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Featured Poem: The Rhodora by Ralph Waldo Emerson

Written by Rachael Norris, 27th May 2019

The Reader's Learning and Quality Leader, Tom Young, has chosen this week's Featured Poem, The Rhodora by Ralph Waldo Emerson.

It's funny how poems you had forgotten about will seek you out again. I first read ‘The Rhodora’ a couple of years ago when a Reader Leader brought it in on Day 3 of a Read to Lead course in Stoke and read it with the other participants in his practice session. The main thing I remember from this twenty minutes of Shared Reading, amongst his sensitive and attentive leadership, was how beautifully Chris read it aloud.

Hearing a good poem read aloud with care and attention can bring a lot of pleasure in itself. I don’t think any of us had heard of a Rhodora, but enjoyed the way it sounded, and were probably picturing other flowers whose beauty would match up to that described.

I think I know the experience described here – encountering something beautiful, that is always there, but usually unknown to you, so it seems like a secret; and wondering that it should exist at all – but fewer memories than I would like come to mind. (I was kayaking once and a solitary seal appeared suddenly very close, exhaling a puff of air and seawater as it glided past, and I love that memory much more than the one a little later of observing dozens of them, but at a distance and in the company of other people.) I wonder if you have to go hiking in the woods, or sea kayaking, in order to experience this ‘power’.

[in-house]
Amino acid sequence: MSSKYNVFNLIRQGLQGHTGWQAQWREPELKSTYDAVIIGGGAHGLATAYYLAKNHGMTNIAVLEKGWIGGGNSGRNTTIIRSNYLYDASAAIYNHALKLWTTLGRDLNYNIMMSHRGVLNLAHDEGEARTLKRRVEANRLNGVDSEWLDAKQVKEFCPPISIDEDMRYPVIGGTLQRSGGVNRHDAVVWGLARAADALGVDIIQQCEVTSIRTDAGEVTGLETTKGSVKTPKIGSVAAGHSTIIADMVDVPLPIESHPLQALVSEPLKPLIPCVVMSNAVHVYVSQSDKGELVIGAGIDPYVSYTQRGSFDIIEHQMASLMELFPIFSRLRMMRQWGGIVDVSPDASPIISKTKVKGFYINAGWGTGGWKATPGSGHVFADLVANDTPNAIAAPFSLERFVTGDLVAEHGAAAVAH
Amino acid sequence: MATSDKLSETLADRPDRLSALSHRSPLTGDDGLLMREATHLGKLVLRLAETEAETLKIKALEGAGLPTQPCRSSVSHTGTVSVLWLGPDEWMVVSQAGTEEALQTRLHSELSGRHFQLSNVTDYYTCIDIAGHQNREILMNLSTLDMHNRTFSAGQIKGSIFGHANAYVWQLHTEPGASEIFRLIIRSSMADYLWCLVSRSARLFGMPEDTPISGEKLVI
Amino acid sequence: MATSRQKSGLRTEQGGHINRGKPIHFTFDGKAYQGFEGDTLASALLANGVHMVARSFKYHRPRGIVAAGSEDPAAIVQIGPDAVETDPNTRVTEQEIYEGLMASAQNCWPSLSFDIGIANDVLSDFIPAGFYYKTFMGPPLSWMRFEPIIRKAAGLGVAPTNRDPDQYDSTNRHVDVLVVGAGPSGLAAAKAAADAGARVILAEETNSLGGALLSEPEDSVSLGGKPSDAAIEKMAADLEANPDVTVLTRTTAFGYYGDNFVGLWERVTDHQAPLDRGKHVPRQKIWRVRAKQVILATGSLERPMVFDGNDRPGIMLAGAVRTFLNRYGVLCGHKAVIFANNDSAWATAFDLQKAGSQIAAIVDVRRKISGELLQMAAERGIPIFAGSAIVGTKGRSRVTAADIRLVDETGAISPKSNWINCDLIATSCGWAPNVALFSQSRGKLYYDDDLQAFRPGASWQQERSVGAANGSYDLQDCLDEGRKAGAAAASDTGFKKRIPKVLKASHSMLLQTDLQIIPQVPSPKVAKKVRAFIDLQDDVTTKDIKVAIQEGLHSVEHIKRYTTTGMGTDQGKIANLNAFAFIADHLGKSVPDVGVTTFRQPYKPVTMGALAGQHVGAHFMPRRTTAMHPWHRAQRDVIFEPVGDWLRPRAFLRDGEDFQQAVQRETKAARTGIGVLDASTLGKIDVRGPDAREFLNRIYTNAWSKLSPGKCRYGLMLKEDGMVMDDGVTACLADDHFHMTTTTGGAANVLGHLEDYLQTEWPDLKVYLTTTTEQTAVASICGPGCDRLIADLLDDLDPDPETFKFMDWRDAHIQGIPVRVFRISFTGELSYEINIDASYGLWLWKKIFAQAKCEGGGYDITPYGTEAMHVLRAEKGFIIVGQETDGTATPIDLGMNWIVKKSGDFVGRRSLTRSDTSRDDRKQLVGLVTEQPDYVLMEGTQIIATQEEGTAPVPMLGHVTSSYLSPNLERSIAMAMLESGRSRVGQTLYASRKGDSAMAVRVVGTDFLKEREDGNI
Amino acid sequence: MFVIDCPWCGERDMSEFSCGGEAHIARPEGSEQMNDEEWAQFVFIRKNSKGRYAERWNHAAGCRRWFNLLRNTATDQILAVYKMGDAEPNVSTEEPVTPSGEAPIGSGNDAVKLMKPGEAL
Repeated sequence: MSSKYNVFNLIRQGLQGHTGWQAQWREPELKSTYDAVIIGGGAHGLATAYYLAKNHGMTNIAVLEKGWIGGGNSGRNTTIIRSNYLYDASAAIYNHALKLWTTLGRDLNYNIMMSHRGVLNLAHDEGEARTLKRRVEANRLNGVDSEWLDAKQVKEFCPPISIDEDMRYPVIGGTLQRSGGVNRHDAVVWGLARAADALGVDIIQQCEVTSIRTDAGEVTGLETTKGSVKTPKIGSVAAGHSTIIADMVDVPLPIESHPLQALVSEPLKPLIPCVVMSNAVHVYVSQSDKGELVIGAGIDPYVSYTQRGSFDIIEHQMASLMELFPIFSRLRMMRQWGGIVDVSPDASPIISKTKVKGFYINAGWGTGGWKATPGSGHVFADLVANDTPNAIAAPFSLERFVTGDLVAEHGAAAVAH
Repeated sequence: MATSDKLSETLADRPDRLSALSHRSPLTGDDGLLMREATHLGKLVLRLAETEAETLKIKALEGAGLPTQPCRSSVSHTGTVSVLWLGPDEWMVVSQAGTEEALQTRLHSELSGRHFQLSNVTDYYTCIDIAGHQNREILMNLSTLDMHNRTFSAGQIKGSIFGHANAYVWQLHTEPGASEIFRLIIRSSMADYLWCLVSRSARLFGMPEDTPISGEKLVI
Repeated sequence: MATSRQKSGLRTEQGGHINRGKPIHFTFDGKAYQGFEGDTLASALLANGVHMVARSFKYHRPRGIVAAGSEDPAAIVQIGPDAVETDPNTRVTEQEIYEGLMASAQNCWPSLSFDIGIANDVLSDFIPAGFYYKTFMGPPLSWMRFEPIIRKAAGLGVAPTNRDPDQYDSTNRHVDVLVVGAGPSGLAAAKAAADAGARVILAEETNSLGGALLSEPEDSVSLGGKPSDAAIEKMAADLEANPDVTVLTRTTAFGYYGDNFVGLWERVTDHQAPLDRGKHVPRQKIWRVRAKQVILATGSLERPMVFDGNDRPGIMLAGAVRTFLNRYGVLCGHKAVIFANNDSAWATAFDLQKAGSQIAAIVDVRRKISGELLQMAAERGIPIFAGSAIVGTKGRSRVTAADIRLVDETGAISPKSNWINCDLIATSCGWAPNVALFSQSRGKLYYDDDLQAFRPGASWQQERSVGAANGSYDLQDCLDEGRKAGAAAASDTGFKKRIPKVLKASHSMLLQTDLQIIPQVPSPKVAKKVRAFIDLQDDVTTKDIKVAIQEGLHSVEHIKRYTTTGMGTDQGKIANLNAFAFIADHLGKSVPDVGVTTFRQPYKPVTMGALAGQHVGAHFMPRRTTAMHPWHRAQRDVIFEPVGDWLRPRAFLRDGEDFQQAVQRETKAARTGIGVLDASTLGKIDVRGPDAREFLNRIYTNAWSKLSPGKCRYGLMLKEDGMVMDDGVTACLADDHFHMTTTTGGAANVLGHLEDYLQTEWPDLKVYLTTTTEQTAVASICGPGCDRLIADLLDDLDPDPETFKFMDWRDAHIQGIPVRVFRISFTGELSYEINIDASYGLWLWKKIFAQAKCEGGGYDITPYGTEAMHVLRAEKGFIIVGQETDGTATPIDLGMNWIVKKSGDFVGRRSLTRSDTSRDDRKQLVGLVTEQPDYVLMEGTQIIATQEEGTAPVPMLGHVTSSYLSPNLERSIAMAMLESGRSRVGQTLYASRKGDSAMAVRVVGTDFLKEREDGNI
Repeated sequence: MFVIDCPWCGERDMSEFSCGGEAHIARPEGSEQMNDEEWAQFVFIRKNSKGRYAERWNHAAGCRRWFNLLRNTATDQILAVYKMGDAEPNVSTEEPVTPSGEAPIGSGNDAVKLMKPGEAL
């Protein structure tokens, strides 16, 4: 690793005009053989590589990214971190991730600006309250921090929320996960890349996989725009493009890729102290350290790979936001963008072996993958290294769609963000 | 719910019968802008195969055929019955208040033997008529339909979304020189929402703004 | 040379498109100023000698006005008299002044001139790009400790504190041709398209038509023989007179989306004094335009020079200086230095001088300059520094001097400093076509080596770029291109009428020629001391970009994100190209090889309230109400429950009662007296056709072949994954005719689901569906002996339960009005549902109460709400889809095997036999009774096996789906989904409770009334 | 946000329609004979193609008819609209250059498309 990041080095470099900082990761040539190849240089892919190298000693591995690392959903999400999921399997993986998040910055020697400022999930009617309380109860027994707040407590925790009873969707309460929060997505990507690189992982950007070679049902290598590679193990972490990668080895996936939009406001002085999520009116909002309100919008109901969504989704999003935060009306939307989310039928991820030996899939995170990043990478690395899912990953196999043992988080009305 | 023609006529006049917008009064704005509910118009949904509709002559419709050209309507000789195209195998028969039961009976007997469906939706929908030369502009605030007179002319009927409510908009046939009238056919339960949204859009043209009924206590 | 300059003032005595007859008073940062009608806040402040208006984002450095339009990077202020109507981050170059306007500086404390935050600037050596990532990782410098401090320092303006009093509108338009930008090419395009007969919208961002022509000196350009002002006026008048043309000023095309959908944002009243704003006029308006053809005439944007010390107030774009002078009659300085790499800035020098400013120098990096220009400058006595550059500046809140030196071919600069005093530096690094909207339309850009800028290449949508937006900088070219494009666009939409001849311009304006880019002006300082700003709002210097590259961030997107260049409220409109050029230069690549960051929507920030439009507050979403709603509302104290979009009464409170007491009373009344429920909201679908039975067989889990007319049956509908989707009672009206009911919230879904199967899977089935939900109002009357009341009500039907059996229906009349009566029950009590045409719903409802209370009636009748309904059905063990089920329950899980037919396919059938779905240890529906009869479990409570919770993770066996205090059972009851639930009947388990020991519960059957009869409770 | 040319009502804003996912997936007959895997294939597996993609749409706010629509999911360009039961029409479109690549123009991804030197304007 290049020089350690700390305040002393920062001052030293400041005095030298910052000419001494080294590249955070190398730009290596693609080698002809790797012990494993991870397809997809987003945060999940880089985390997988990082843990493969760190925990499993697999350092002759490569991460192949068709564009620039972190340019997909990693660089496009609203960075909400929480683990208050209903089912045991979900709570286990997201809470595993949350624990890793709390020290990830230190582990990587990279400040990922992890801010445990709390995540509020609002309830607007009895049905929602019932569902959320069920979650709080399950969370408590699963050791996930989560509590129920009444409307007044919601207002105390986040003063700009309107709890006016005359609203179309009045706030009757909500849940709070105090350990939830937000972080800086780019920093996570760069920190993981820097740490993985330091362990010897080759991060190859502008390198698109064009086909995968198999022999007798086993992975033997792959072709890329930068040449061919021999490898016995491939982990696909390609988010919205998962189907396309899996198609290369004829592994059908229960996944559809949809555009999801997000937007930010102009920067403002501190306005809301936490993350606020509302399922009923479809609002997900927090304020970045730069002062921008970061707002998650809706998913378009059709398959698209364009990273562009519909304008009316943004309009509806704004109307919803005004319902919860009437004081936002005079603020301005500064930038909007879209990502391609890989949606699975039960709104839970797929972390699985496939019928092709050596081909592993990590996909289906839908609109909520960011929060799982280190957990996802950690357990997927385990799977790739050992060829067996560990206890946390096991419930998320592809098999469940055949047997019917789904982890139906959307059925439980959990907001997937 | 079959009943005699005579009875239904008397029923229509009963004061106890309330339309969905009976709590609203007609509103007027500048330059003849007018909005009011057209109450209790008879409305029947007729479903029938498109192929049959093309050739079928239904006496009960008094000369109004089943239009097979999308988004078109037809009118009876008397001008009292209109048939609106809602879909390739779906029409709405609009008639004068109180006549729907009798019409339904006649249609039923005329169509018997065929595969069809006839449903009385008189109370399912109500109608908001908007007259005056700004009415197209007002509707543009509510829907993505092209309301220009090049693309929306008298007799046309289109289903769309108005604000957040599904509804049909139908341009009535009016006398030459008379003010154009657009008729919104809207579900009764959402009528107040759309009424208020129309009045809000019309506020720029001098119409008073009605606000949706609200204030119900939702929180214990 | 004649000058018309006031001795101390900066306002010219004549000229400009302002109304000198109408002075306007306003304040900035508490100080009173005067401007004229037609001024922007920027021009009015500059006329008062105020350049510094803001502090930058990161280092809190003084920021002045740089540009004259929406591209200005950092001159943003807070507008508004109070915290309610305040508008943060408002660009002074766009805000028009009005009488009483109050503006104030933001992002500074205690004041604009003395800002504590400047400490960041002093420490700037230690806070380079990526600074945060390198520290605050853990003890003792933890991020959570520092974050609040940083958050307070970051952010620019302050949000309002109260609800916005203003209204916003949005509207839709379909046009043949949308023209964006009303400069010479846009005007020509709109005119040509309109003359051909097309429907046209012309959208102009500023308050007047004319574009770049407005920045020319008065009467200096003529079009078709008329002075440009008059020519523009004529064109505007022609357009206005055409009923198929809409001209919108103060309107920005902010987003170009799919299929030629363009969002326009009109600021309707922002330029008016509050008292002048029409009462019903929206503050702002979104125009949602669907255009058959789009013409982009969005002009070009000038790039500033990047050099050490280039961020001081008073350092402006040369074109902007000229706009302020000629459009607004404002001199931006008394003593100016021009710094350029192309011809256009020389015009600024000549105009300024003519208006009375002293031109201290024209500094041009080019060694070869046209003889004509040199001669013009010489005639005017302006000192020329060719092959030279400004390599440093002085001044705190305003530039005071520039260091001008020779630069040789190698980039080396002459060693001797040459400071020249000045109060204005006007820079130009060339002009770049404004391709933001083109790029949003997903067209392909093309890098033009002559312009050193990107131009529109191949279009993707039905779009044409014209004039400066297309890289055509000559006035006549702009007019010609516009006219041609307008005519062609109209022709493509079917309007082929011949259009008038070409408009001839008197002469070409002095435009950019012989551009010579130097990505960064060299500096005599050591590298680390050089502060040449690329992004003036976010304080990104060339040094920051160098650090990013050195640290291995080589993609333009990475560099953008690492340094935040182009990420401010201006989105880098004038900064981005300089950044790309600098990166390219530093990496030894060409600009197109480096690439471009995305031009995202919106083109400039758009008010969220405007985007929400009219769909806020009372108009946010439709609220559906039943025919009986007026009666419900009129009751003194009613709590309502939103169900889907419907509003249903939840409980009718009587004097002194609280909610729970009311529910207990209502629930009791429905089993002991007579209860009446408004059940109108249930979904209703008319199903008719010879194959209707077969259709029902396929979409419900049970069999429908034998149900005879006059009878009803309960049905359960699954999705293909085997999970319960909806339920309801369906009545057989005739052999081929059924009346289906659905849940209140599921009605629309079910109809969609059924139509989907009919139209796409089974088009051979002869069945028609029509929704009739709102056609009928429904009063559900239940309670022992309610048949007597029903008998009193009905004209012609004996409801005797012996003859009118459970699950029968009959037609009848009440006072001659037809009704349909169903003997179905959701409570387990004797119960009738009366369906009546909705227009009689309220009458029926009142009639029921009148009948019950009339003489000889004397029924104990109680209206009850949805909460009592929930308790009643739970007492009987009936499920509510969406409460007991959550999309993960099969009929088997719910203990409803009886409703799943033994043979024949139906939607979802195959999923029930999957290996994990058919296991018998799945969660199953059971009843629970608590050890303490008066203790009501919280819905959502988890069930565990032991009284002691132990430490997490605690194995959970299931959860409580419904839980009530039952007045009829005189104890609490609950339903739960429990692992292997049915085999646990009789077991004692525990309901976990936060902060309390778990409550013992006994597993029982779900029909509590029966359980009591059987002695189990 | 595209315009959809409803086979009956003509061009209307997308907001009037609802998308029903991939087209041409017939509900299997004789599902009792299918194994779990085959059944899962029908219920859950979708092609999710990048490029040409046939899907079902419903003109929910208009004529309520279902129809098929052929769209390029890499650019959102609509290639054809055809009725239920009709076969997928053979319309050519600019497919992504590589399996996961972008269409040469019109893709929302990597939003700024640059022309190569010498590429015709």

Reading it again now, it seems to be asking some big questions of a small thing. ‘Whence’ meaning ‘from where’, I have to remind myself, and later ‘Why thou wert there’. I can relate to those head-spinning moments when such questions come to mind, and it seems strange, actually, that they don’t occur to me more often. But perhaps it is better to abandon yourself to such moments. The person in the poem admits that she ‘never thought to ask’ at the time and ‘never knew’ the answer, except that ‘if eyes were made for seeing, then beauty is its own excuse for being’. That’s my favourite bit.

The Rhodora

In May, when sea-winds pierced our solitudes,
I found the fresh Rhodora in the woods,
Spreading its leafless blooms in a damp nook,
To please the desert and the sluggish brook.
The purple petals fallen in the pool
Made the black water with their beauty gay;
Here might the red-bird come his plumes to cool,
And court the flower that cheapens his array.
Rhodora! if the sages ask thee why
This charm is wasted on the earth and sky,
Tell them, dear, that, if eyes were made for seeing,
Then beauty is its own excuse for Being;
Why thou wert there, O rival of the rose!
I never thought to ask; I never knew;
But in my simple ignorance suppose
The self-same power that brought me there, brought you.

by Ralph Waldo Emerson

Would you like the opportunity to read this or other poems in a Shared Reading group?

If you like the idea of listening along to a story or poem, why not come along to a Shared Reading group? We run groups across the UK, you can find one near you here.

If you can’t find a group in your local community, why not help us bring Shared Reading to your area by becoming a volunteer?


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